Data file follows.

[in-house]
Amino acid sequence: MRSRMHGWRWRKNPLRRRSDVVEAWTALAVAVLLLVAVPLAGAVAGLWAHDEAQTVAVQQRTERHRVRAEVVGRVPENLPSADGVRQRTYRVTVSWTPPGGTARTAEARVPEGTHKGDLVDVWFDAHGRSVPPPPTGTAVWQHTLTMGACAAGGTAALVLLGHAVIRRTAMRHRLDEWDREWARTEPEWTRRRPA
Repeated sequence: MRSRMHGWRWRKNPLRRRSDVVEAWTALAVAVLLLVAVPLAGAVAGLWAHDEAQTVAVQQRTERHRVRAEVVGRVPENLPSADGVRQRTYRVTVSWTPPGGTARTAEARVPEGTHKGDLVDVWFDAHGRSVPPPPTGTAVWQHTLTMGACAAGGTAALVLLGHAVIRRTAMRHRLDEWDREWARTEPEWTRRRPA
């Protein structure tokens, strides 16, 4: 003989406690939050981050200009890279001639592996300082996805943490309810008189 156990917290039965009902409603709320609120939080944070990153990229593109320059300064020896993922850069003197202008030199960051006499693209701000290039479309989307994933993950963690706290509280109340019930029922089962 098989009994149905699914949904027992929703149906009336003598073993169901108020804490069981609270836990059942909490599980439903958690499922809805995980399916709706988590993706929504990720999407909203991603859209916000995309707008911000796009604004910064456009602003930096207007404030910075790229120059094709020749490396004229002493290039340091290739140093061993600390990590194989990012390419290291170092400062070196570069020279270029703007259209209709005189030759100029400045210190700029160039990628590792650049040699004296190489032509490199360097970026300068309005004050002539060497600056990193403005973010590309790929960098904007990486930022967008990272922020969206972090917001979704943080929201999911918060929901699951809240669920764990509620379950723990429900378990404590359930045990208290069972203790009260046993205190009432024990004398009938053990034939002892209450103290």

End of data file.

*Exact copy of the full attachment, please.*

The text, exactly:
[in-house]
Amino acid sequence: MRSRMHGWRWRKNPLRRRSDVVEAWTALAVAVLLLVAVPLAGAVAGLWAHDEAQTVAVQQRTERHRVRAEVVGRVPENLPSADGVRQRTYRVTVSWTPPGGTARTAEARVPEGTHKGDLVDVWFDAHGRSVPPPPTGTAVWQHTLTMGACAAGGTAALVLLGHAVIRRTAMRHRLDEWDREWARTEPEWTRRRPA
Repeated sequence: MRSRMHGWRWRKNPLRRRSDVVEAWTALAVAVLLLVAVPLAGAVAGLWAHDEAQTVAVQQRTERHRVRAEVVGRVPENLPSADGVRQRTYRVTVSWTPPGGTARTAEARVPEGTHKGDLVDVWFDAHGRSVPPPPTGTAVWQHTLTMGACAAGGTAALVLLGHAVIRRTAMRHRLDEWDREWARTEPEWTRRRPA
């Protein structure tokens, strides 16, 4: 003989406690939050981050200009890279001639592996300082996805943490309810008189 156990917290039965009902409603709320609120939080944070990153990229593109320059300064020896993922850069003197202008030199960051006499693209701000290039479309989307994933993950963690706290509280109340019930029922089962 098989009994149905699914949904027992929703149906009336003598073993169901108020804490069981609270836990059942909490599980439903958690499922809805995980399916709706988590993706929504990720999407909203991603859209916000995309707008911000796009604004910064456009602003930096207007404030910075790229120059094709020749490396004229002493290039340091290739140093061993600390990590194989990012390419290291170092400062070196570069020279270029703007259209209709005189030759100029400045210190700029160039990628590792650049040699004296190489032509490199360097970026300068309005004050002539060497600056990193403005973010590309790929960098904007990486930022967008990272922020969206972090917001979704943080929201999911918060929901699951809240669920764990509620379950723990429900378990404590359930045990208290069972203790009260046993205190009432024990004398009938053990034939002892209450103290």